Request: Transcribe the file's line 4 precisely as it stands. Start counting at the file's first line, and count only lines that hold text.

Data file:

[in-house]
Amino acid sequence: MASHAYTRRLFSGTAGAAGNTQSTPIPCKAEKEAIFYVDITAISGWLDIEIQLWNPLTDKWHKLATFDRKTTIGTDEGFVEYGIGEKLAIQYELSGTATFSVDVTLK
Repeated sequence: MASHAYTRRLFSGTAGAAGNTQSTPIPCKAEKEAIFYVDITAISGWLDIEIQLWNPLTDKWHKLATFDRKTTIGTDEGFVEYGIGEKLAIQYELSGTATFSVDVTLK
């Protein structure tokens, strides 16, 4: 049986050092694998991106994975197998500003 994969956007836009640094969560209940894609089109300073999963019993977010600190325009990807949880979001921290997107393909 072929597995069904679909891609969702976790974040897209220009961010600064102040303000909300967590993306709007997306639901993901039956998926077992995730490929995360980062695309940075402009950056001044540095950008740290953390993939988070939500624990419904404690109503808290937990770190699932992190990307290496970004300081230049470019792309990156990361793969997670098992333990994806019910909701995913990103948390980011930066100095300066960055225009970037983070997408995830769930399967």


């Protein structure tokens, strides 16, 4: 049986050092694998991106994975197998500003 994969956007836009640094969560209940894609089109300073999963019993977010600190325009990807949880979001921290997107393909 072929597995069904679909891609969702976790974040897209220009961010600064102040303000909300967590993306709007997306639901993901039956998926077992995730490929995360980062695309940075402009950056001044540095950008740290953390993939988070939500624990419904404690109503808290937990770190699932992190990307290496970004300081230049470019792309990156990361793969997670098992333990994806019910909701995913990103948390980011930066100095300066960055225009970037983070997408995830769930399967």